Cowie was quick to praise many who have helped advance the goals and specific projects of her research agenda, including the Nevada State Historic Preservation Office, Washoe Tribal Historic Preservation Office, the Nevada Indian Commission, numerous tribal members who shared time and insights, as well as faculty from across the University, the Desert Research Institute, the Nevada Advanced Autonomous Systems Innovation Center, Special Collections in the Library and the Gender, Race and Identity program.
University faculty, in particular, have been "generous in brainstorming ideas with me and teaching my students skills and interpretive frameworks to explore in our own work," Cowie said.
Cowie said she is excited about December's gathering of Kavli Fellows.
True to her nature, she said the multidisciplinary format of the three-day symposium, "requires all participants to discuss research far removed from their specific expertise. I'm looking forward to the challenge, and it's in keeping with how I usually spend time at conferences anyway. I like attending discussions outside my own area of expertise."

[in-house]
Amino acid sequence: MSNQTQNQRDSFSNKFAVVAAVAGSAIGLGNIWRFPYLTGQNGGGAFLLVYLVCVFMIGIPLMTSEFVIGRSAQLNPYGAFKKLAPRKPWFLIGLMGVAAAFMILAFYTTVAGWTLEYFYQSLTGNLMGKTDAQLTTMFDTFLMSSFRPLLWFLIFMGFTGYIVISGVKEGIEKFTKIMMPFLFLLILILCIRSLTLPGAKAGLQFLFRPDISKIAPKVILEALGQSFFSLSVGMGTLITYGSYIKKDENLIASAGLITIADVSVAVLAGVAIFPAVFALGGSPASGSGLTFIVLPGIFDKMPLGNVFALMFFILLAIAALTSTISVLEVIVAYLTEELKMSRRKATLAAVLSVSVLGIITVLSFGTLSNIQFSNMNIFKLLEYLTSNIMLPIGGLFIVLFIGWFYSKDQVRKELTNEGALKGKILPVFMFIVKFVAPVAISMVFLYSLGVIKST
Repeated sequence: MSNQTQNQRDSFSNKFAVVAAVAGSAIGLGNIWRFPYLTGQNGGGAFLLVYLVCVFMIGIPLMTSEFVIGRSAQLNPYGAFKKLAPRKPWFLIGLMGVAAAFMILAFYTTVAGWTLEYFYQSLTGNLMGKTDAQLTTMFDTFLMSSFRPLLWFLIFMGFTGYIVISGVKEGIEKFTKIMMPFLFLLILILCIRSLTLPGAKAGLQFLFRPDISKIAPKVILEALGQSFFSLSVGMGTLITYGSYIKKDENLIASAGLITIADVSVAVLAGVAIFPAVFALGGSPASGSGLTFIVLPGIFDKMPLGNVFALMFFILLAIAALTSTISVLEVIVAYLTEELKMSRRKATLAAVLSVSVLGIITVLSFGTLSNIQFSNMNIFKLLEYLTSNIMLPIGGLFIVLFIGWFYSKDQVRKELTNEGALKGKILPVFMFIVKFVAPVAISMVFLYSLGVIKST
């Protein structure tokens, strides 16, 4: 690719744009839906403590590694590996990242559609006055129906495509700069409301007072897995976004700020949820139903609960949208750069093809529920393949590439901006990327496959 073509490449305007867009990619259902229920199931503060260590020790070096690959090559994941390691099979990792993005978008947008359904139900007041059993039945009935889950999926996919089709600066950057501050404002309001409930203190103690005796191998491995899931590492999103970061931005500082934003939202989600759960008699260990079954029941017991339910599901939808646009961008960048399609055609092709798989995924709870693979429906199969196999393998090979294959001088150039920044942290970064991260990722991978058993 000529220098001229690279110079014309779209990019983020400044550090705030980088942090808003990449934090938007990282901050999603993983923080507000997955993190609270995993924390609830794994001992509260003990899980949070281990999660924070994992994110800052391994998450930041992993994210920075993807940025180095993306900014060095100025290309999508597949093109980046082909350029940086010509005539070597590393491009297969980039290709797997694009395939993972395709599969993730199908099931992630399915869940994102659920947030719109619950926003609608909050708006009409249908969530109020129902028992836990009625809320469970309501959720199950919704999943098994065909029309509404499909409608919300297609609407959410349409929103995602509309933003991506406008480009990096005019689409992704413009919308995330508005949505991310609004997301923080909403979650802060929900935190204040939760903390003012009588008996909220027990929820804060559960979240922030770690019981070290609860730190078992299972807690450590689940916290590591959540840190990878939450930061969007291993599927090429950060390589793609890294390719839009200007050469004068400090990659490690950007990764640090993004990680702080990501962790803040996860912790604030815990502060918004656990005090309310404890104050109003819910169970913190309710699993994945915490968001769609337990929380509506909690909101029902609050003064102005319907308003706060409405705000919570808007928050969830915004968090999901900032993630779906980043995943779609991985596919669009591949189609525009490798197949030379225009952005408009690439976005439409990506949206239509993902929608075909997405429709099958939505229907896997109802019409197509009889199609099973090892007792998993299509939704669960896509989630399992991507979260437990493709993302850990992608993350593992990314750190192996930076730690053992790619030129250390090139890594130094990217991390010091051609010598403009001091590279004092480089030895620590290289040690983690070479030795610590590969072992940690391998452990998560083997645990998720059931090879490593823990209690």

The wheels, in fact, are already turning for Cowie as she looks at how the Kavli symposium could help inform her future research.
"It's intriguing to see important work elsewhere that could be applied in archaeology and vice-versa," she said. "For example, one of the Kavli sessions is on epidemiology, and one of my interests is the archaeological study of emergent modern medicine and social inequalities that surrounded it. "So it will be interesting to see how our work could be related."